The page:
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Great Repeal Bill takes centre stage in Queen’s Speech

25 May 2010

The Freedom (Great Repeal) Bill took centre stage in the legal reforms outlined in the Queen’s Speech today.

The bill would adopt the Scottish model for storing DNA profiles of innocent people, tighten regulation of CCTV cameras and remove limits on the right to peaceful protest.

Bob Heslett, president of the Law Society, said he was delighted by the bill, which would also protect the use of trial by jury, prevent misuse of anti-terrorism legislation and provide a “mechanism” to prevent the proliferation of criminal offences.

“We welcome the action the government has already taken to suspend Home Information Packs and we await further details of the permanent abolition of HIPs,” he said.

“We also look forward to seeing the promised proposals to ensure that the vetting and barring scheme is implemented on a more common sense level.”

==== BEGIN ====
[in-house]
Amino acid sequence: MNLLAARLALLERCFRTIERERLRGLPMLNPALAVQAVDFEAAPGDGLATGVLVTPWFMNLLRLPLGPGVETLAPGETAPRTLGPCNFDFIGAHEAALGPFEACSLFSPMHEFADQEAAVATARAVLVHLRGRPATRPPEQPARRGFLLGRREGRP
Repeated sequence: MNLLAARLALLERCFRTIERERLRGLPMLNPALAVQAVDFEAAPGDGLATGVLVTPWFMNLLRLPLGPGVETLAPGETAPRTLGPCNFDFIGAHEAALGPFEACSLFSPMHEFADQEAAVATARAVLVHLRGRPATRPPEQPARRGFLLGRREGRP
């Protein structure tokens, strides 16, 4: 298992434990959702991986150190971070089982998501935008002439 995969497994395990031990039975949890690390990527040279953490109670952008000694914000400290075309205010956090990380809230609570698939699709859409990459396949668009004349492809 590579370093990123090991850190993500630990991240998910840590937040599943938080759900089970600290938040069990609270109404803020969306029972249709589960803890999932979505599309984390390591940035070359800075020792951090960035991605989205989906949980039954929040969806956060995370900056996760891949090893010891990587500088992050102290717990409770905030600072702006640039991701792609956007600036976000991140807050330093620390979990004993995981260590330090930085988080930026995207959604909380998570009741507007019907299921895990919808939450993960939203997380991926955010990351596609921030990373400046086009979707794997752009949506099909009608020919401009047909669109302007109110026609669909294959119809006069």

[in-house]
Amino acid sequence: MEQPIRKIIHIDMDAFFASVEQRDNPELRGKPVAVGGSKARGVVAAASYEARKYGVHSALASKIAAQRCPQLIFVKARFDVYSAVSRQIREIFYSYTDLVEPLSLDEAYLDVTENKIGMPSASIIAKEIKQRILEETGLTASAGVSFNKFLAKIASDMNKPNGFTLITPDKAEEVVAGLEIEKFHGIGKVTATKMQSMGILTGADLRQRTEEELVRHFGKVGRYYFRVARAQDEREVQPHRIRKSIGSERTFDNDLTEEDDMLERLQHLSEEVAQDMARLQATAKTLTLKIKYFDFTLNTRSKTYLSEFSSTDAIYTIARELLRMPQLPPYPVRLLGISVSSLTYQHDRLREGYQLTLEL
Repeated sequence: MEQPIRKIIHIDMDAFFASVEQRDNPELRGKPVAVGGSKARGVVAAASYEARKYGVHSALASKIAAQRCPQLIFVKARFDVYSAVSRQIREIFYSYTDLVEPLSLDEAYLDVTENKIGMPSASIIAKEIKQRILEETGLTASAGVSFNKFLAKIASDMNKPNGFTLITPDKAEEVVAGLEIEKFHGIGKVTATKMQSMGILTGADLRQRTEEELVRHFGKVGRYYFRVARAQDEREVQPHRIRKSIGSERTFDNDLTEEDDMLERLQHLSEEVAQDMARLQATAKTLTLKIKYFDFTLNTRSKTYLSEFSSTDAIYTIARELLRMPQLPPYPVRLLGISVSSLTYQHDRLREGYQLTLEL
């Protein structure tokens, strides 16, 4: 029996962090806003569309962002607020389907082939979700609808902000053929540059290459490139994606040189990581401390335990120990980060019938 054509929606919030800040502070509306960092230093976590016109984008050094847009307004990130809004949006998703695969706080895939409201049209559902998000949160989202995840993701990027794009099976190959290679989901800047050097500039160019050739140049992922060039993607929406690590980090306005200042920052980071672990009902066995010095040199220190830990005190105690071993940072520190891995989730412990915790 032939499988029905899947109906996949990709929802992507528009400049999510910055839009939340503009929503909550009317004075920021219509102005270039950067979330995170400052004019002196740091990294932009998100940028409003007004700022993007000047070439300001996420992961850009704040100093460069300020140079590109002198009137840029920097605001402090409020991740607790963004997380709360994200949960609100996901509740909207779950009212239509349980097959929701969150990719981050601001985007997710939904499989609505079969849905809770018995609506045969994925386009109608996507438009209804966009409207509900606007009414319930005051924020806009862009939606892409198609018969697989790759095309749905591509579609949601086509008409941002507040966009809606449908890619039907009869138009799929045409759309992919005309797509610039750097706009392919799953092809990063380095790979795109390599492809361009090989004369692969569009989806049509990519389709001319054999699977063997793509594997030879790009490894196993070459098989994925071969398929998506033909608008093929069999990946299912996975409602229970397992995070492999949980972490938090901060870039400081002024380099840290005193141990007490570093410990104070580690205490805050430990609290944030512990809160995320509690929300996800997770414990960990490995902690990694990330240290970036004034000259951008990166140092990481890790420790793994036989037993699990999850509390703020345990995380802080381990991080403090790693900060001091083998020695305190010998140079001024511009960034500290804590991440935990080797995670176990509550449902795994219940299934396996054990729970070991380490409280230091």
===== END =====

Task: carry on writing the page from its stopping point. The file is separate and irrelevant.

The coalition’s plan to scrap ID cards is contained in a separate bill, the Identity Documents Bill.

Employers, including law firms, will benefit from the abolition of next year’s one per cent rise in NI contributions, set out in the National Insurance Contributions Bill. Staff will have to pay an extra one per cent.

Phasing out of the default retirement age a timetable for raising the state pension age will be contained in a Pensions and Savings Bill.

The Police Reform and Social Responsibility Bill would create a border police force, as part of a Serious and Organised Crime Agency.

Sweeping reforms of the planning system are set out in the Decentralism and Localism Bill, giving councils more power over housing and planning decisions.

Other important measures, such as imposing a cap on non-EU economic migrants, will be implemented through secondary legislation.

There will also be a draft bill on reform of parliamentary privilege laws.

Muiris Lyons, president of the Association of Personal Injury Lawyers, said it was “bitterly disappointing” that no room had been made for the previous government’s draft Civil Law Reform Bill.

The bill would have extended bereavement damages to children under the age of 18 and unmarried fathers with parental responsibility for the death of a child.

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